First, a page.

select * from table

Are you saying then that Dataset B (live version) needs to be created and it should be my more refined/filtered data connector?

 

I was thinking something like this:

 

Dataset B MySQL Connector

 

select * from table where migrated_data = 0 and where posted_date >= 3 weeks ago.

Questions I have:

  • I need to make Dataset B MySQL connector as a replace setting correct?
  • I need to make Dataset A MySQL connector as a replace but set it to manual run and not a scheduled run? The reason, why I ask, is in the event we need to repopulate the historical data for any reason we can (doubt this will happen but just in case)
  • How would the ETL structure for something like this look like in your experience?

A million thanks!

 

Isaiah


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Isaiah Melendez
The most efficient way to optimize a SQL query is to eliminate it.
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Re: Help with recursive dataflow

@GrantSmith gave a very nice walkthrough so not too much more to add. If you haven't looked that the KB article, it gives a nice step by step guide that may help you.

https://knowledge.domo.com/Prepare/DataFlow_Tips_and_Tricks/Creating_a_Recursive%2F%2FSnapshot_SQL_D...

You can also do recursive dataflows in Magic ETL. Here is the KB article for Magic ETL.

https://knowledge.domo.com/Prepare/DataFlow_Tips_and_Tricks/Creating_a_Recursive%2F%2FSnapshot_ETL_D...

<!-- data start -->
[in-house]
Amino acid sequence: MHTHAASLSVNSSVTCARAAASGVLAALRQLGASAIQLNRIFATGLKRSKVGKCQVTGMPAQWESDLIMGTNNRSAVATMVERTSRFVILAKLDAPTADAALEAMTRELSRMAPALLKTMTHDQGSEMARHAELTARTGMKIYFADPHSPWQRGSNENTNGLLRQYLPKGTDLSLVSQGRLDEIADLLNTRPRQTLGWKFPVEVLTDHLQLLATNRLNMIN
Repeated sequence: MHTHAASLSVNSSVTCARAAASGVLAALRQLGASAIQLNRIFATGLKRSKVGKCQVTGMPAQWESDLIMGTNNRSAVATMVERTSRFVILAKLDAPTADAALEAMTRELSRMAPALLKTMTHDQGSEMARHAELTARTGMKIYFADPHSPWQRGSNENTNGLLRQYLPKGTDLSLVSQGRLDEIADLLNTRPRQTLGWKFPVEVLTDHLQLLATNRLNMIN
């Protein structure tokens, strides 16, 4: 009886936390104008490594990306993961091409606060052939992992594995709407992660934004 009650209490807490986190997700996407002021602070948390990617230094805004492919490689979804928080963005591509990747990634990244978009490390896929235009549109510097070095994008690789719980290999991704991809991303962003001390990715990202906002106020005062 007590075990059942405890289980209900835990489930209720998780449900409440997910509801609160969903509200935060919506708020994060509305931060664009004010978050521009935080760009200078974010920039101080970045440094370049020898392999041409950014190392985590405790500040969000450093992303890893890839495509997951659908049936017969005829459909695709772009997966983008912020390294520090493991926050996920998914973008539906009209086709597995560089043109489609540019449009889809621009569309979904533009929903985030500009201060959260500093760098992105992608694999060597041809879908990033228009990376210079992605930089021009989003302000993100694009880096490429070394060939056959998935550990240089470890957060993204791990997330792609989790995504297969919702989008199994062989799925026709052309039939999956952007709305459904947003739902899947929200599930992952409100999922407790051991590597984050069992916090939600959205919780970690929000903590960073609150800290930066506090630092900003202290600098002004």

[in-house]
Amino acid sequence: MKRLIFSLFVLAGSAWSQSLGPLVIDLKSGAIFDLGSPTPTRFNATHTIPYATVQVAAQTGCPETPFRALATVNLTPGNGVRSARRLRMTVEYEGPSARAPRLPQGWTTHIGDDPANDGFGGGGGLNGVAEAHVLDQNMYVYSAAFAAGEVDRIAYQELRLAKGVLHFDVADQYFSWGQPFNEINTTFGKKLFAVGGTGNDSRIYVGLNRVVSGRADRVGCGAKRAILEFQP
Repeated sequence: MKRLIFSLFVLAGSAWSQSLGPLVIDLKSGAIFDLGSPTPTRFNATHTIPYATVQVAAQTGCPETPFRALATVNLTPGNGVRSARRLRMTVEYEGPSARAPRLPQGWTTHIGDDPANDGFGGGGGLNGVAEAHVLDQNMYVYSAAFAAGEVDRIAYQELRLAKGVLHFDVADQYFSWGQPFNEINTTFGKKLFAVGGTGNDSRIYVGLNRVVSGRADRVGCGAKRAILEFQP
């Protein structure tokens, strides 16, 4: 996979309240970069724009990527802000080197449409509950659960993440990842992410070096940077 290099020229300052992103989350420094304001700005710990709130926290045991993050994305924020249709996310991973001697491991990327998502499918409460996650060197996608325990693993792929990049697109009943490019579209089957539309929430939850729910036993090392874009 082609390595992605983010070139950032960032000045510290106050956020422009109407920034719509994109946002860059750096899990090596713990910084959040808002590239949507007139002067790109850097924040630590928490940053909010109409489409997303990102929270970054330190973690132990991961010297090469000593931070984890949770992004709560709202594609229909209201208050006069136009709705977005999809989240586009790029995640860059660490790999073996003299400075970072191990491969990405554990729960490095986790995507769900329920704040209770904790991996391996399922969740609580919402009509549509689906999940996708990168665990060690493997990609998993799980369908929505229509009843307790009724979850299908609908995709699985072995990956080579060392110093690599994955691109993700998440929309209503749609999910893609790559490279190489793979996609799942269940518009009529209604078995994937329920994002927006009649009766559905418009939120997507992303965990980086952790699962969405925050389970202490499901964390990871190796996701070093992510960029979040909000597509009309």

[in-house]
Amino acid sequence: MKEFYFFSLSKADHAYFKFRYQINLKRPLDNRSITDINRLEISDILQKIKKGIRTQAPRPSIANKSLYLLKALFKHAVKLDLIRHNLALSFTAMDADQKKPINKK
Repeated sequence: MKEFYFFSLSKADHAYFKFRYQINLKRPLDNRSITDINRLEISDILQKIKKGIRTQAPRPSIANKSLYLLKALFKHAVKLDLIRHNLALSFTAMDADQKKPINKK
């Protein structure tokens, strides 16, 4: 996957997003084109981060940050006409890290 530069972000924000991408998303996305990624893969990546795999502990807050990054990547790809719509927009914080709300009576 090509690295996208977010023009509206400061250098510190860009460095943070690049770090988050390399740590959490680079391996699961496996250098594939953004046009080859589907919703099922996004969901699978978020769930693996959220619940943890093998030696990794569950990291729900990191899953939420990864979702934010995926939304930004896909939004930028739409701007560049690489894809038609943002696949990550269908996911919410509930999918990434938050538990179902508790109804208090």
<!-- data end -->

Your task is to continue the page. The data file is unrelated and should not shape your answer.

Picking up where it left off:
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Re: Help with recursive dataflow

@imelendez 

 

If you're not looking to keep the historical dataset updated then what you're stating should work. You'll have the two input datasets (A and B) and then tie them together with an append dataset tile which then outputs to an Output Dataset tile for your Magic ETL dataflow.



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Re: Help with recursive dataflow

@GrantSmith , thanks for the confirmation.

 

Is this more of a realistic approach - in terms of ETL dataflow?

 

The image is attached.

 

A million thanks!

 

Isaiah


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Isaiah Melendez
The most efficient way to optimize a SQL query is to eliminate it.
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Re: Help with recursive dataflow

@imelendez  I'm a little perplexed by your data. Does your historical dataset have data in the future as well? 

 

Are you attempting to get data from set A which is within the bounds of the dates found in dataset B?



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Re: Help with recursive dataflow

Yeah @GrantSmith so, dataset A should not have future dates as it is static. 

What I am trying to do is loop in a smaller subset of data from dataset B and check against dataset A if it exists. if it does, filter it out (to avoid dupes), if it doesn't, then append.

 

I did not create this data flow. 

 

Does that provide some more clarity?


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Isaiah Melendez
The most efficient way to optimize a SQL query is to eliminate it.
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Re: Help with recursive dataflow

So if it exists in B use B otherwise use A?



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Re: Help with recursive dataflow

I am sorry, I might just be confusing myself.

 

I am after appending data from historical (A) to new data changes from live (B) into the final output. 


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Isaiah Melendez
The most efficient way to optimize a SQL query is to eliminate it.